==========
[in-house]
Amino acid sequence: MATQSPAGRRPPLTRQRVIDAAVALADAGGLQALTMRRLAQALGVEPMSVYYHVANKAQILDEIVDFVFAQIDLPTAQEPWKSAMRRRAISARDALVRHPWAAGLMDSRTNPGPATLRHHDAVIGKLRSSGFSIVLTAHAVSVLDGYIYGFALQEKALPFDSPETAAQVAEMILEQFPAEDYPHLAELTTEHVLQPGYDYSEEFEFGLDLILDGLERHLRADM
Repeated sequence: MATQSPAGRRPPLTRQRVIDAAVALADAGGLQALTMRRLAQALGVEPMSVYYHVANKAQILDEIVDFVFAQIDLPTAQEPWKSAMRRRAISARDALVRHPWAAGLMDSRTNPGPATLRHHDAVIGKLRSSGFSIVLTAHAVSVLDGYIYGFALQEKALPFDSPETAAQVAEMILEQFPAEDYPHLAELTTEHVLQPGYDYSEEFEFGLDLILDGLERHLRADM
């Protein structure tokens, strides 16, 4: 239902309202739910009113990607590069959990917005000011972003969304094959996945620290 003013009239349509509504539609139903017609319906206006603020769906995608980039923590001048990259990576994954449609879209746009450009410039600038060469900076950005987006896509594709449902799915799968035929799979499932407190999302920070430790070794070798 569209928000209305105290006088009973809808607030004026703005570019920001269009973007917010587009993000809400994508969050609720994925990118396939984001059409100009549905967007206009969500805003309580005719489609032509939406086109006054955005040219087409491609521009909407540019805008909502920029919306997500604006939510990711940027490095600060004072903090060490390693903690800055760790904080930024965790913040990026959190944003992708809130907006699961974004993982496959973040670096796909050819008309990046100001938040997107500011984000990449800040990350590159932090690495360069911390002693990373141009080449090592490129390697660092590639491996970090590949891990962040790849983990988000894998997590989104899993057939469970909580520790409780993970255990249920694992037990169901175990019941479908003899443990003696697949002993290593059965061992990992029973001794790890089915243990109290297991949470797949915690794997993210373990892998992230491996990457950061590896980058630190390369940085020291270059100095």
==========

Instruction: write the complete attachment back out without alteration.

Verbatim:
[in-house]
Amino acid sequence: MATQSPAGRRPPLTRQRVIDAAVALADAGGLQALTMRRLAQALGVEPMSVYYHVANKAQILDEIVDFVFAQIDLPTAQEPWKSAMRRRAISARDALVRHPWAAGLMDSRTNPGPATLRHHDAVIGKLRSSGFSIVLTAHAVSVLDGYIYGFALQEKALPFDSPETAAQVAEMILEQFPAEDYPHLAELTTEHVLQPGYDYSEEFEFGLDLILDGLERHLRADM
Repeated sequence: MATQSPAGRRPPLTRQRVIDAAVALADAGGLQALTMRRLAQALGVEPMSVYYHVANKAQILDEIVDFVFAQIDLPTAQEPWKSAMRRRAISARDALVRHPWAAGLMDSRTNPGPATLRHHDAVIGKLRSSGFSIVLTAHAVSVLDGYIYGFALQEKALPFDSPETAAQVAEMILEQFPAEDYPHLAELTTEHVLQPGYDYSEEFEFGLDLILDGLERHLRADM
């Protein structure tokens, strides 16, 4: 239902309202739910009113990607590069959990917005000011972003969304094959996945620290 003013009239349509509504539609139903017609319906206006603020769906995608980039923590001048990259990576994954449609879209746009450009410039600038060469900076950005987006896509594709449902799915799968035929799979499932407190999302920070430790070794070798 569209928000209305105290006088009973809808607030004026703005570019920001269009973007917010587009993000809400994508969050609720994925990118396939984001059409100009549905967007206009969500805003309580005719489609032509939406086109006054955005040219087409491609521009909407540019805008909502920029919306997500604006939510990711940027490095600060004072903090060490390693903690800055760790904080930024965790913040990026959190944003992708809130907006699961974004993982496959973040670096796909050819008309990046100001938040997107500011984000990449800040990350590159932090690495360069911390002693990373141009080449090592490129390697660092590639491996970090590949891990962040790849983990988000894998997590989104899993057939469970909580520790409780993970255990249920694992037990169901175990019941479908003899443990003696697949002993290593059965061992990992029973001794790890089915243990109290297991949470797949915690794997993210373990892998992230491996990457950061590896980058630190390369940085020291270059100095």